But, that’s not the only thing that happens. There are additional rules for the person filing Chapter 7 bankruptcy, their creditors, and the bankruptcy trustee handling the case. 

Chapter 7 Rules for the Person Filing Bankruptcy 

Every person filing bankruptcy has to meet the requirements of the Bankruptcy Code. Once you've filed you Chapter 7 bankruptcy case, you must do all of the following:

Of course, that’s the bare minimum. You also need to cooperate with your bankruptcy trustee. Oftentimes that means sending them certain other documents (like bank statements, for example) in preparation for the creditors’ meeting. Sometimes that means letting the trustee know if you become eligible to receive an inheritance within six months from your filing date. It just depends on what’s going on in your case.

You also have to make sure that you update both the bankruptcy court and the trustee if your contact information changes. 

What Is the Trustee’s Role in All of This? 

The trustee’s job is to determine if there are any non-exempt assets that can be sold for the benefit of unsecured creditors. That means reviewing the bankruptcy forms, tax returns, and other documents, like bank account statements. Asset cases stay open for however long the trustee takes to handle things and the filer has to continue to cooperate with them even after the bankruptcy discharge is granted.

Most people filing Chapter 7 bankruptcy don’t own any nonexempt property, so the trustee’s role is limited and their job is often done before a discharge of debts is granted. 

Rules for Dealing With Secured Debts

Secured debts are connected to a specific piece of property. Car loans are a common secured debt in Chapter 7 proceedings. If you have this type of debt, you have to let the secured creditor know what you want to do with it by filing a Statement of Intentions. But, that’s not all. 

If you’re giving the car back, there’s not much else to do. But, if you’re planning on redeeming the car or reaffirming the loan, the Chapter 7 bankruptcy rules require that you actually follow through with it. Usually that means either filing a motion to redeem or signing a reaffirmation agreement. If you don’t do so within 45 days from the date of your creditors’ meeting, the automatic stay expires and the bank can come pick up the car whenever. 

Chapter 7 Bankruptcy Rules for Creditors 

The big one here is the automatic stay outlined in the Bankruptcy Code, mentioned earlier. Aside from that, creditors have to meet certain deadlines if they want to object to something in your case. In no-asset cases, unsecured creditors often don’t take any action at all. Unsecured debt includes credit card debt, personal loans, most tax debts, and student loans.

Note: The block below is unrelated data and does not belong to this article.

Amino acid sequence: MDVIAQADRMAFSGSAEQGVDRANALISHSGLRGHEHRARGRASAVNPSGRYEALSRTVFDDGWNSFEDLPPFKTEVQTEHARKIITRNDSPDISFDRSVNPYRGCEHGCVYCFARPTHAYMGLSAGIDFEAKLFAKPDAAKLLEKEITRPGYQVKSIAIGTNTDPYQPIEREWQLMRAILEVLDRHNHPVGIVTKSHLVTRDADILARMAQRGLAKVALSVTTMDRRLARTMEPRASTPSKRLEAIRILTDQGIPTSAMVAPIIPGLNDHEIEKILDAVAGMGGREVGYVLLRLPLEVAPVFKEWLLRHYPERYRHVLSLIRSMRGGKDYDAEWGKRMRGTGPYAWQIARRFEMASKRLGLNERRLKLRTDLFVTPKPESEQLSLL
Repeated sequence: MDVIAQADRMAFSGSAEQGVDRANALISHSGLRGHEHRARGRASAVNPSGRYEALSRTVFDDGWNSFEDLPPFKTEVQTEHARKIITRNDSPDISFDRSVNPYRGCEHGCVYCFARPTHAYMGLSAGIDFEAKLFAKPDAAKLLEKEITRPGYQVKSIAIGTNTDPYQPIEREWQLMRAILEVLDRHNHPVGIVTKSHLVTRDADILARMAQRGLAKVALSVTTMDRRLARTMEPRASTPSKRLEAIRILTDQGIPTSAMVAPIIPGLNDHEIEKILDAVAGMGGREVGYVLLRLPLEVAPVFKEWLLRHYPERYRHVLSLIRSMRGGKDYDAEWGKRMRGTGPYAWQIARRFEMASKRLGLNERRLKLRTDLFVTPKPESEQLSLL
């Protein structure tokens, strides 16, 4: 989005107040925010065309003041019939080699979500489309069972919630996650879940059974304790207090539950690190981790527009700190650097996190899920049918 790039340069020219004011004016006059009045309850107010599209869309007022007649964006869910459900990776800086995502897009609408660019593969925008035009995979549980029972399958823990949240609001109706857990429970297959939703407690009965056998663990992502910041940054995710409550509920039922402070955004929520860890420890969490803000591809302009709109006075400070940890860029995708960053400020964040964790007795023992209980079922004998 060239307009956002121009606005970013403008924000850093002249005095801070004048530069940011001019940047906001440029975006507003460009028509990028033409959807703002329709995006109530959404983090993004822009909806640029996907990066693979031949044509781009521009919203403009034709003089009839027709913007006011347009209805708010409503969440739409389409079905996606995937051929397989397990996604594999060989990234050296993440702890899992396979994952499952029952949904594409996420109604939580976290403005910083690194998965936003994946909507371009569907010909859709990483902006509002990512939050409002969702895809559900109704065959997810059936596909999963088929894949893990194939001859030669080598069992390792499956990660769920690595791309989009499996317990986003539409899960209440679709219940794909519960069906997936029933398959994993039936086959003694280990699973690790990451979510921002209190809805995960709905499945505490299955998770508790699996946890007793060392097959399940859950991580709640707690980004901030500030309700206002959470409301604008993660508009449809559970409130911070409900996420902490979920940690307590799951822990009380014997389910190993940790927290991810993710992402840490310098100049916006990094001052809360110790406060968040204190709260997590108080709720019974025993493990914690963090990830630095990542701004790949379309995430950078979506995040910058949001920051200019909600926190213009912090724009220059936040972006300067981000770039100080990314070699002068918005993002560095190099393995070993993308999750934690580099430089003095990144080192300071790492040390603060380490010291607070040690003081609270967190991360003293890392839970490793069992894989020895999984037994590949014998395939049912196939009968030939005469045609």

Chapter 7 vs. Chapter 13 Bankruptcy Rules

The Bankruptcy Rules for Chapter 7 and Chapter 13 are the same but a different chapter of the Bankruptcy Code applies. That’s actually why the different types of bankruptcy are called “chapters.”

In a Chapter 13 proceeding, the filer proposes a repayment plan that pays back certain types of debt in full and others in part before the bankruptcy discharge is granted by the court. Since Chapter 13 cases go on for 3–5 years from the filing date, you have a few additional responsibilities, including: 

  • Keeping the Chapter 13 bankruptcy trustee updated if your income changes and — if requested — providing them with your tax returns for each year that your case is pending

  • Filing any amendments necessary to update your income, expenses, or add additional assets you may receive during the bankruptcy process

  • Staying current with any domestic support obligations like child support or alimony

Let’s Summarize…

If you’re eligible to file Chapter 7 and there’s nothing particularly unusual about your financial situation, the bankruptcy process is pretty straightforward and you don’t necessarily need to hire a bankruptcy attorney to help you with your case. Working with a bankruptcy lawyer you trust can be a great investment, if you can afford to make it. But, as mentioned above, there’s no rule that says you have to hire a bankruptcy attorney. 

If you can’t afford an attorney, see if you’re eligible to use Upsolve’s free online tool to prepare your bankruptcy forms. For more information, check out our guide on how to file bankruptcy and feel free to browse Upsolve’s Learning Center

Written By:

Attorney Andrea Wimmer


Andrea practiced exclusively as a bankruptcy attorney in consumer Chapter 7 and Chapter 13 cases for more than 10 years before joining Upsolve, first as a contributing writer and editor and ultimately joining the team as Managing Editor. While in private practice, Andrea handled... read more about Attorney Andrea Wimmer